The 22-year-old missed almost a month of the pre-season after straining the muscle in December, but is back into full training and expects to play in the club’s first NAB Challenge game next month against Gold Coast on February 17.
“Over Christmas I didn’t get to do too much because I was obviously injured. I didn’t have a great break, but I’m back now, refreshed and ready to go,” Carlisle told AFL.com.au.
Carlisle has spent all his time before and after the injury with the forwards group under new assistant Nathan Bassett as he settles into his role as a target for the Bombers in attack.
It is not a position he is unfamiliar with; he was drafted to Essendon as a forward and kicked crucial goals in big moments last season.
But playing somewhere – and staying in the same spot – is something he is excited to take on after last year starting in the backline, pinch-hitting in attack, then mixing between both and losing form because of the constant swaps.
“‘Bomber’ reckons Michael Hurley is best suited back, and for myself, I’m a bit versatile so they’ve tried to push me forward and trying to use my marking and running ability up forward,” he said.
“I’m looking forward to it, it’s going to be a good challenge. It’ll be tough, but in ways I think I can make it work to my favour.
“Starting the year and knowing that I will be playing forward is probably better as a mindset and better for my footy and my development. Whatever I do down back I know I can do in the forward line, and it is the toughest position on the ground.”
Carlisle emerged as one of the most exciting key position players in the competition last year, playing 21 games.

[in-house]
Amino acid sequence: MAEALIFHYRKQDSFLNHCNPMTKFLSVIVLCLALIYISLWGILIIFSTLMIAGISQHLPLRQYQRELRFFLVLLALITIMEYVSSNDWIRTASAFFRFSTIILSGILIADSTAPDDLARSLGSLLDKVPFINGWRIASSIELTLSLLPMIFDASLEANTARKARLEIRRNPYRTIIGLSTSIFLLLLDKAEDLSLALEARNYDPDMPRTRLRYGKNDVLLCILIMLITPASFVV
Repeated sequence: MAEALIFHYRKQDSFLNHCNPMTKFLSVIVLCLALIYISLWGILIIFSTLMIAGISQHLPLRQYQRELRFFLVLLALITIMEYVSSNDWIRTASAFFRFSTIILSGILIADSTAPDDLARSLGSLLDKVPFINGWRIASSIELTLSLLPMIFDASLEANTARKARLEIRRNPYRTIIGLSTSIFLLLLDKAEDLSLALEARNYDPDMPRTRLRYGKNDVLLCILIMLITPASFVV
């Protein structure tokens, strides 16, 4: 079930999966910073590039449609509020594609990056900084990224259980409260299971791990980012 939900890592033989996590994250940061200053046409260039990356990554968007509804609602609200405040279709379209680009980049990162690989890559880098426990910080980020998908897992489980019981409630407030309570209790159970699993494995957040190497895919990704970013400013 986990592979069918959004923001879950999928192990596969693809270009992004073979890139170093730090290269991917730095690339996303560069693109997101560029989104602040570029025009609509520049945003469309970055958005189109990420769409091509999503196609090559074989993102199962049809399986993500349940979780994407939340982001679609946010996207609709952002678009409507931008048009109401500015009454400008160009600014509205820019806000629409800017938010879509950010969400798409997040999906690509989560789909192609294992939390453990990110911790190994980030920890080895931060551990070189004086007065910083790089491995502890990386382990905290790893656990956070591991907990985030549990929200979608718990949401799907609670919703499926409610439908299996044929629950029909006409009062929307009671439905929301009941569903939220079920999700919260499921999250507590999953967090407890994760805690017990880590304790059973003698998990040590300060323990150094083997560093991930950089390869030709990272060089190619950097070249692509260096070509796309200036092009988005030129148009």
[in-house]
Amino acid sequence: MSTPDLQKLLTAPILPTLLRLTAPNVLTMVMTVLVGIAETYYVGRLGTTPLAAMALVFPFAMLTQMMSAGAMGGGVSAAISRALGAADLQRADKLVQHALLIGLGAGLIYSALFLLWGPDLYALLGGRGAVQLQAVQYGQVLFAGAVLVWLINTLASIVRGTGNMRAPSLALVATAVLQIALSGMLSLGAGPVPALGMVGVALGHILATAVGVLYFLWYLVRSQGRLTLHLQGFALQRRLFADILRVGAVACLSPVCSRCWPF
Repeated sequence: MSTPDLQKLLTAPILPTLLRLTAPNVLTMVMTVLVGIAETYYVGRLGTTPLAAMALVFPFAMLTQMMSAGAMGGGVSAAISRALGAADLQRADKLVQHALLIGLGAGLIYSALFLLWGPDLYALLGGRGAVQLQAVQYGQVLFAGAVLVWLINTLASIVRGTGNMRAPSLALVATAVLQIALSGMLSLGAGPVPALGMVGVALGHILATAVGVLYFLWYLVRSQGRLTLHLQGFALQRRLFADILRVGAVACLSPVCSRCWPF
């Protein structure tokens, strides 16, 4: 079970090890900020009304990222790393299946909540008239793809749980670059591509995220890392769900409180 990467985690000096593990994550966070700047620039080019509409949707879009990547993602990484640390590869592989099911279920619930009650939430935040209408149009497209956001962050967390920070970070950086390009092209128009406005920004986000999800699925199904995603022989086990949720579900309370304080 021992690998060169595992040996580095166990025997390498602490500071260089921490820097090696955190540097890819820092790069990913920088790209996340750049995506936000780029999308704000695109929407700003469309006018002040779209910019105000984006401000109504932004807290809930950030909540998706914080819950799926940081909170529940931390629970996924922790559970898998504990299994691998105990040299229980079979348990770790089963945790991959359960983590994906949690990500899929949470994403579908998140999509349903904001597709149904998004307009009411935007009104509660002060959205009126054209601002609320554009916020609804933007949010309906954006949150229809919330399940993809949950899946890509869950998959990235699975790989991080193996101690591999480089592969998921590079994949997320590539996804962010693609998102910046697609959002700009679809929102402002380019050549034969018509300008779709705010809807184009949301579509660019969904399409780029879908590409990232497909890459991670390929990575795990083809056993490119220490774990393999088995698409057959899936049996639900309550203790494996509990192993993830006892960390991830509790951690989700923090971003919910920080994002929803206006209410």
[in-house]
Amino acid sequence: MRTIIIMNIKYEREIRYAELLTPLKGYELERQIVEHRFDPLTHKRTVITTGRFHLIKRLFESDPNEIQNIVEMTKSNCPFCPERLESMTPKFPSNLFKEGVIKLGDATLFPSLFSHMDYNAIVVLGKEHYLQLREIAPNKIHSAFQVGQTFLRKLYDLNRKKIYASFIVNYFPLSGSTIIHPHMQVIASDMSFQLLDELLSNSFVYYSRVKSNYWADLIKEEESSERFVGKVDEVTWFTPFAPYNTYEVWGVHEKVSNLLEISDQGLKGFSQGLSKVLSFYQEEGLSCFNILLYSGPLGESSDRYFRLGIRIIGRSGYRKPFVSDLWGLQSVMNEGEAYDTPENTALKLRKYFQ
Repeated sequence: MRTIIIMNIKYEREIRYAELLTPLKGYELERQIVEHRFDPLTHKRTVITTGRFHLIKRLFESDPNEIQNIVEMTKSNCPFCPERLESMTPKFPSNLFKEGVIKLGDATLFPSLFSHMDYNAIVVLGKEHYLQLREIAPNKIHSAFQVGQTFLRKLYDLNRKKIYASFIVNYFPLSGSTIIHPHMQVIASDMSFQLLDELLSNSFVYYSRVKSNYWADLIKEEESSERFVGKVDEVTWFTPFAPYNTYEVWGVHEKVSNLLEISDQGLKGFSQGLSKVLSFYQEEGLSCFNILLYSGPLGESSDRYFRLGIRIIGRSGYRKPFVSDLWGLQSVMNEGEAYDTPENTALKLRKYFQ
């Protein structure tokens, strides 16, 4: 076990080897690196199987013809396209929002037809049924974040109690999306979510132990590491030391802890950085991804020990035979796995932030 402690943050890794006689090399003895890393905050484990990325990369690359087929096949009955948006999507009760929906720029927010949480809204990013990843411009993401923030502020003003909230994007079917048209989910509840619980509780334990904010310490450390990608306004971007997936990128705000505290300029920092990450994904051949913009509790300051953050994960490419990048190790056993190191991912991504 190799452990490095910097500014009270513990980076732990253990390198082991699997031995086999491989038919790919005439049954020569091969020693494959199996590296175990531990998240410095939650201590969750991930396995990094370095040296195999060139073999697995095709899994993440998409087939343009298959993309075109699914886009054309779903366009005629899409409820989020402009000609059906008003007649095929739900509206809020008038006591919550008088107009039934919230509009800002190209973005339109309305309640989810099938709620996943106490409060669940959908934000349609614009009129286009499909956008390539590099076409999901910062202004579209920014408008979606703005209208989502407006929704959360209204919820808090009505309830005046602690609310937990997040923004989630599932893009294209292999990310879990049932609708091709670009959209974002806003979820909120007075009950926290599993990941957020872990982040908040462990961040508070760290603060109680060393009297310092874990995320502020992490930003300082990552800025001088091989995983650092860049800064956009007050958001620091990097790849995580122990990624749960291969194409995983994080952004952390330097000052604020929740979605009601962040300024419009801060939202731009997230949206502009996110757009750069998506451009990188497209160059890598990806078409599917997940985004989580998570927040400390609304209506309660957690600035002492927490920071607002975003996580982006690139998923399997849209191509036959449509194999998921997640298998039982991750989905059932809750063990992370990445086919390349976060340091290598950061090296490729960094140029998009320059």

At first it was as a strong, smart and skillful defender, where he used his reach and competitiveness to hold down a number of star forwards, including Fremantle’s Matthew Pavlich, Collingwood’s Travis Cloke and Richmond spearhead Jack Riewoldt.
By mid-year, with Essendon’s forward structure struggling at times, he was moved there to have an impact and produced match-winning cameos against Carlton and West Coast.
At times he suffered because of it, wondering why he had been moved during a game, and those thoughts distracted him from the task at hand.
“It’s easier to go into a season or a game knowing you are definitely going to start in one position because you can prepare yourself for the whole game,” he said.
“It is a bit frustrating when you move halfway through, but it might be for the best. You might not be going well down back or in the forward line, and it’s the same for ‘Hurls’.”
When training, Carlisle has often thought back to what some of his opponents did last year as key forward options and tried to replicate the same running patterns or techniques.
That education, coupled with watching vision of St Kilda champion Nick Riewoldt, who Carlisle played on last year, has given him a better understanding of what’s required of a tall forward week-in week-out.
“I like to watch him (Riewoldt), but I also like to play on him because of the challenge and how hard he runs and where he runs to,” he said.
“I was doing OK on him last year and then he got a few kicks in the backline. From then on he got himself into the game and I couldn’t shut him out to be honest, and he finished a lot better than I did.
“That’s going to come from experience. Another year in the system and hopefully that’ll be me.”